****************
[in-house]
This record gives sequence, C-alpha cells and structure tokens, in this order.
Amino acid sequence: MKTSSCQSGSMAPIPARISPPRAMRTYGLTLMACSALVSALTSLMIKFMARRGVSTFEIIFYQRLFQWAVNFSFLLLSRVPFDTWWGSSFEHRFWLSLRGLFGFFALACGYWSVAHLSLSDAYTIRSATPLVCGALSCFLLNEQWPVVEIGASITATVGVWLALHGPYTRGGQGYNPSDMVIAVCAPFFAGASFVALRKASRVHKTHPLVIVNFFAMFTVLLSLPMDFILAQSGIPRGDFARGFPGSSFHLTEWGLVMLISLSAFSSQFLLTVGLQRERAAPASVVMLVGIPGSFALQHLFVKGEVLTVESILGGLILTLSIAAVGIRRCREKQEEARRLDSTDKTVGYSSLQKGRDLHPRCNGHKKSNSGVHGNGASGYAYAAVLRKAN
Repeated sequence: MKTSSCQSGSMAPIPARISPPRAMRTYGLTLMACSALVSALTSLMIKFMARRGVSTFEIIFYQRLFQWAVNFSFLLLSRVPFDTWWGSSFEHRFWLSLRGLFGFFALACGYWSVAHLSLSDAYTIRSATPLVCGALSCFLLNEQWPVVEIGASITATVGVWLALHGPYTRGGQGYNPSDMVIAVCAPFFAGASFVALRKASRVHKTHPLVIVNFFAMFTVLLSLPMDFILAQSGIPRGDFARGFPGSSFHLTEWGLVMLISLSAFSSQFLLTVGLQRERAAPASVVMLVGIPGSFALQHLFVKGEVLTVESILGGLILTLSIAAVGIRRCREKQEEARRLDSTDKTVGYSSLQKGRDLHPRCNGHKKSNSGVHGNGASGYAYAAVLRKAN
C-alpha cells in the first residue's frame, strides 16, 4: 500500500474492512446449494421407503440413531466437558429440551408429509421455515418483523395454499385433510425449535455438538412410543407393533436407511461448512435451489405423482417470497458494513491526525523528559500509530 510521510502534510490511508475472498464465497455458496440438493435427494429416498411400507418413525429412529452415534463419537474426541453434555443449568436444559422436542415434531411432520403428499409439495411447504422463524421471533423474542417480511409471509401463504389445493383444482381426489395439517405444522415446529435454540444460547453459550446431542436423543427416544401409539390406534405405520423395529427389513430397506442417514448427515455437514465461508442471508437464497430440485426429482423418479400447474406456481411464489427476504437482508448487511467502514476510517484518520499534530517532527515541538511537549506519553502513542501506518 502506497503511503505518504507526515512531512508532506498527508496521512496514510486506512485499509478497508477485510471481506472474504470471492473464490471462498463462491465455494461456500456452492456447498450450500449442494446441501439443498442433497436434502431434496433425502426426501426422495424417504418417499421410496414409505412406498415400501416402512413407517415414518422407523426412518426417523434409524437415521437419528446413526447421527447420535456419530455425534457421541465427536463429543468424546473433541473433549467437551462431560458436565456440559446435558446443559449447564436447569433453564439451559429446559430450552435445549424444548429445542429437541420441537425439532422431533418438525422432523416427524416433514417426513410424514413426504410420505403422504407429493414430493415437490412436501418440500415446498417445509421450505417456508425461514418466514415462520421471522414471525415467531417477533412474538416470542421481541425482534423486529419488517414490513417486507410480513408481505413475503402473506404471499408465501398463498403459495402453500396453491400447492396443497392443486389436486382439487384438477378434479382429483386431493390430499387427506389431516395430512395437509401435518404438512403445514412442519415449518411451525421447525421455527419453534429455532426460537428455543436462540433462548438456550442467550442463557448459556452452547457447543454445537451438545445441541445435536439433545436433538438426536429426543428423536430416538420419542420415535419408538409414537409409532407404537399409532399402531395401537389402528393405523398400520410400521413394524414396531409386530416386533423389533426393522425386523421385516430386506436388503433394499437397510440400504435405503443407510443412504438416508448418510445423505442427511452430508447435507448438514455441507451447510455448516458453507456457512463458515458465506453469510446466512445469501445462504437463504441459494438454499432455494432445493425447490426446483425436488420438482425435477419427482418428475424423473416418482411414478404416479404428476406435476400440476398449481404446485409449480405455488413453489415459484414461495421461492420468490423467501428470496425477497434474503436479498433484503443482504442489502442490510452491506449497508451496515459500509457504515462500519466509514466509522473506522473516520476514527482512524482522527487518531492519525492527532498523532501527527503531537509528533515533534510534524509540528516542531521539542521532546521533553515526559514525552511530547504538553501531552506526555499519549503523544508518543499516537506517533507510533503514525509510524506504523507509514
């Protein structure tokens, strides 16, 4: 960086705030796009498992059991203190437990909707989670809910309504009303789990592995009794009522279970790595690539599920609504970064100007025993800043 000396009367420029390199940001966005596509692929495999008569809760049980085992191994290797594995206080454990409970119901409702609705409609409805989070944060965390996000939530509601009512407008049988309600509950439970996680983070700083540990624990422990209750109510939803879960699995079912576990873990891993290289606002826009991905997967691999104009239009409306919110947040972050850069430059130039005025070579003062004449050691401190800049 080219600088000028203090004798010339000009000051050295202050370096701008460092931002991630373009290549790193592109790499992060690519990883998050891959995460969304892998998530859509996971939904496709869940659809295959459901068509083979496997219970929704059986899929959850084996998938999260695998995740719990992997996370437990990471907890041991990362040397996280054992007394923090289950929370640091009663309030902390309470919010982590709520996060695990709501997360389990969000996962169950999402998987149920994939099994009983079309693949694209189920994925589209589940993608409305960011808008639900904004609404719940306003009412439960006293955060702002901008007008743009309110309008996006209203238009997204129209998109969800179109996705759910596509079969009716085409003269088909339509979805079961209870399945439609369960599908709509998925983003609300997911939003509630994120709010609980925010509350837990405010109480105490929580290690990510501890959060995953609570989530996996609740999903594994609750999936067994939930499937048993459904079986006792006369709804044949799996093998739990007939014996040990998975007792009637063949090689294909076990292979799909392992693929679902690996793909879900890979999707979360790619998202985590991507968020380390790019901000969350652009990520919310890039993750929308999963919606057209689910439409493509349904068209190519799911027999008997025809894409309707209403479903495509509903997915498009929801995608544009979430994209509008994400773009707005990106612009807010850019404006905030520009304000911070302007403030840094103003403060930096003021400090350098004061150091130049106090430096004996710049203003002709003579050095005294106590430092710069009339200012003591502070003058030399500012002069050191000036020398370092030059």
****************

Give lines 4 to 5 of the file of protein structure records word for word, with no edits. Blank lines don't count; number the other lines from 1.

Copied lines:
Repeated sequence: MKTSSCQSGSMAPIPARISPPRAMRTYGLTLMACSALVSALTSLMIKFMARRGVSTFEIIFYQRLFQWAVNFSFLLLSRVPFDTWWGSSFEHRFWLSLRGLFGFFALACGYWSVAHLSLSDAYTIRSATPLVCGALSCFLLNEQWPVVEIGASITATVGVWLALHGPYTRGGQGYNPSDMVIAVCAPFFAGASFVALRKASRVHKTHPLVIVNFFAMFTVLLSLPMDFILAQSGIPRGDFARGFPGSSFHLTEWGLVMLISLSAFSSQFLLTVGLQRERAAPASVVMLVGIPGSFALQHLFVKGEVLTVESILGGLILTLSIAAVGIRRCREKQEEARRLDSTDKTVGYSSLQKGRDLHPRCNGHKKSNSGVHGNGASGYAYAAVLRKAN
C-alpha cells in the first residue's frame, strides 16, 4: 500500500474492512446449494421407503440413531466437558429440551408429509421455515418483523395454499385433510425449535455438538412410543407393533436407511461448512435451489405423482417470497458494513491526525523528559500509530 510521510502534510490511508475472498464465497455458496440438493435427494429416498411400507418413525429412529452415534463419537474426541453434555443449568436444559422436542415434531411432520403428499409439495411447504422463524421471533423474542417480511409471509401463504389445493383444482381426489395439517405444522415446529435454540444460547453459550446431542436423543427416544401409539390406534405405520423395529427389513430397506442417514448427515455437514465461508442471508437464497430440485426429482423418479400447474406456481411464489427476504437482508448487511467502514476510517484518520499534530517532527515541538511537549506519553502513542501506518 502506497503511503505518504507526515512531512508532506498527508496521512496514510486506512485499509478497508477485510471481506472474504470471492473464490471462498463462491465455494461456500456452492456447498450450500449442494446441501439443498442433497436434502431434496433425502426426501426422495424417504418417499421410496414409505412406498415400501416402512413407517415414518422407523426412518426417523434409524437415521437419528446413526447421527447420535456419530455425534457421541465427536463429543468424546473433541473433549467437551462431560458436565456440559446435558446443559449447564436447569433453564439451559429446559430450552435445549424444548429445542429437541420441537425439532422431533418438525422432523416427524416433514417426513410424514413426504410420505403422504407429493414430493415437490412436501418440500415446498417445509421450505417456508425461514418466514415462520421471522414471525415467531417477533412474538416470542421481541425482534423486529419488517414490513417486507410480513408481505413475503402473506404471499408465501398463498403459495402453500396453491400447492396443497392443486389436486382439487384438477378434479382429483386431493390430499387427506389431516395430512395437509401435518404438512403445514412442519415449518411451525421447525421455527419453534429455532426460537428455543436462540433462548438456550442467550442463557448459556452452547457447543454445537451438545445441541445435536439433545436433538438426536429426543428423536430416538420419542420415535419408538409414537409409532407404537399409532399402531395401537389402528393405523398400520410400521413394524414396531409386530416386533423389533426393522425386523421385516430386506436388503433394499437397510440400504435405503443407510443412504438416508448418510445423505442427511452430508447435507448438514455441507451447510455448516458453507456457512463458515458465506453469510446466512445469501445462504437463504441459494438454499432455494432445493425447490426446483425436488420438482425435477419427482418428475424423473416418482411414478404416479404428476406435476400440476398449481404446485409449480405455488413453489415459484414461495421461492420468490423467501428470496425477497434474503436479498433484503443482504442489502442490510452491506449497508451496515459500509457504515462500519466509514466509522473506522473516520476514527482512524482522527487518531492519525492527532498523532501527527503531537509528533515533534510534524509540528516542531521539542521532546521533553515526559514525552511530547504538553501531552506526555499519549503523544508518543499516537506517533507510533503514525509510524506504523507509514